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Spitting in snakes is found in some of the cobras of the genus Naja and the Rinkhals (Hemachatus haemachatus). The ability to project or spit venom occurs in both Asian and African Cobras and appears to have evolved separately on both continents. Out of the 33 species of true cobra around the world, spitting has evolved in 15 species, therefore less than half are able to spit venom. In southern Africa, spitting occurs in 4 cobra species and the Rinkhals.
The Rinkhals (Hemachatus haemachatus) is not a true cobra due to a number of morphological features that differ from the true cobras. It has keeled scales compared to the smooth scales of cobras and gives birth to live young whereas cobras lay eggs. The Rinkhals is not as efficient at spitting as the spitting cobras, having a more primitive system. Spitting in the Rinkhals evolved separately to the Asian and African cobras, meaning that spitting has evolved independently three times in the lineage of snakes.
The ability to spit venom occurred due to modifications of physiological features. Firstly, the compressor muscle, used to squeeze the venom glands and inject venom into prey, became enlarged in spitting snakes. The second adaptation was the consistency of venom which became more watery, allowing it to be sprayed better. The structure of the fang itself also changed. The exit opening shifted so that it has a ninety-degree angle to the fang, allowing venom to be sprayed forward instead of downwards. The exit opening was also reduced in size, allowing greater pressure for the venom to be sprayed further, much like placing a thumb over the open end of a hosepipe to create a high-pressure spray.
Unlike Adders and Vipers, elapids (cobras, mambas and their relatives) have short fixed fangs that cannot be moved or fold. Therefore, when a spitting cobra ejects its venom, it must move its head to direct the venom. In video footage of spitting cobras, the snake is often seen moving the head from side to side to successfully hit the target. A recent study on the Red Spitting Cobra (Naja pallida) of Africa showed a hundred percent success rate of the snake venom hitting the target. The study even suggested that the cobra could calculate a moving target and predictively spit ahead to hit the target.
The spitting cobras can still bite people and prey, and venom is easily injected. Spitting the venom is used purely for defence and does not aid in prey capture. Most spitting cobras have around 200 – 300 mg of venom in the two venom glands. The lethal dose (amount required to kill a person) is around 50 mg. When these cobras spit their venom, they usually release around 5 mg of venom per spit, meaning they can spit multiple consecutive times. Most spitting cobras possess a cytotoxic venom that causes damage to the eyes of an attacker.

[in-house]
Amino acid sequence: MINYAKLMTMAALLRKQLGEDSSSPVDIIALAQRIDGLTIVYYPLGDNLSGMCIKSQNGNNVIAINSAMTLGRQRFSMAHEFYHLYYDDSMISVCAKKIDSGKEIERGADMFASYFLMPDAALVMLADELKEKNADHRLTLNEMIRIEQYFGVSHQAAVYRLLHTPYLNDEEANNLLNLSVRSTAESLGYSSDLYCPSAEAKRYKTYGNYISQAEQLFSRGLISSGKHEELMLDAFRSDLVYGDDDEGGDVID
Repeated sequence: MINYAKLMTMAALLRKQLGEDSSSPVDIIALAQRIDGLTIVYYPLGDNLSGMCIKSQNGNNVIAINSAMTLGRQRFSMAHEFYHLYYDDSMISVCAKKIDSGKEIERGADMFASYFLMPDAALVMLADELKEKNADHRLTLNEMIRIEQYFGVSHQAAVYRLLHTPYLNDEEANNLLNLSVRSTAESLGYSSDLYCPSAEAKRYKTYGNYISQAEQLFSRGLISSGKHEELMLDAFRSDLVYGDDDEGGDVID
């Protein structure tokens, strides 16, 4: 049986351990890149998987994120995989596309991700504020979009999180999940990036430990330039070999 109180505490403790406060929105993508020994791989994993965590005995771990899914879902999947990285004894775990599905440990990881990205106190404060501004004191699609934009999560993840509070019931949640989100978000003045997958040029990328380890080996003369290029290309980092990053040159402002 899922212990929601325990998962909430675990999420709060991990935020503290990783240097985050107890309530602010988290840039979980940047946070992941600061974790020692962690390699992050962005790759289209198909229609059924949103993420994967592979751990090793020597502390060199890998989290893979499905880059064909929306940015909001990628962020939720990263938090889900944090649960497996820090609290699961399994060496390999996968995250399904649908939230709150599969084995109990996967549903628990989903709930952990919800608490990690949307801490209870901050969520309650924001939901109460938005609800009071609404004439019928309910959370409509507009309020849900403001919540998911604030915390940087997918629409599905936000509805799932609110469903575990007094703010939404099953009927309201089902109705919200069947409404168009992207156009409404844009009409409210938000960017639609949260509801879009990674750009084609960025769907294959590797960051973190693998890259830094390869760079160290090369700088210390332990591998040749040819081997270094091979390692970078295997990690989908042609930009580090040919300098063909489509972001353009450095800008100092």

Thomas Barbour in 1922 wrote a paper on Rattlesnakes and spitting snakes in which he hypothesised that the development of both the rattle in Rattlesnakes and the ability to spit venom in the African cobras was to alert large grazing herbivores of the snakes’ presence and avoid being trodden on. This was a logical hypothesis, as we have seen snakes such as Puff Adders (Bitis arietans) being trodden on by horses, Eland and Giraffe. However, a spitting cobra can only project venom around 8 feet, not nearly far enough to affect the eyes of a giraffe. Barbour said that spitting in snakes outdated man as the ability to spit venom arose around 15 million years ago and so would have developed before humans were around. The African grassland and its mega herbivores only arose and started spreading around 5 million years ago, meaning the ability to spit venom by cobras occurred before the threat of being trodden on was around. Additionally, spitting cobras in Asia developed without grasslands or large herbivores. Wolfgang Wüster suggested that the evolution of spitting cobras arose around the time that apes started evolving in both Africa and Asia. Apes and humans are well known to kill snakes for food or out of fear. The forward-facing eyes of primates makes spitting an effective defence mechanism as both eyes can be temporarily blinded whilst the snake makes an escape. This is only a hypothesis but is well supported with evolutionary timelines of both spitting snakes and primates.
In southern Africa we have 5 species of snakes that can spit venom:
Black Spitting Cobra (Naja nigricincta woodi)
The Black Spitting Cobra is a large cobra of around 1.7 meters in length but can reach up to 2 meters. It is a shy and uncommon cobra, sometimes encountered crossing roads or dry river beds. It is quick to make a hood and spit venom but will avoid humans where possible. It is known from southern Namibia, the Namaqualand region of southern Africa and south to the southern Cederberg. It is a shiny pitch-black cobra that is sometimes confused with a dark Cape Cobra (Naja nivea) or large Mole Snakes (Pseudaspis cana). Bites are rare due to the skittish nature of this species.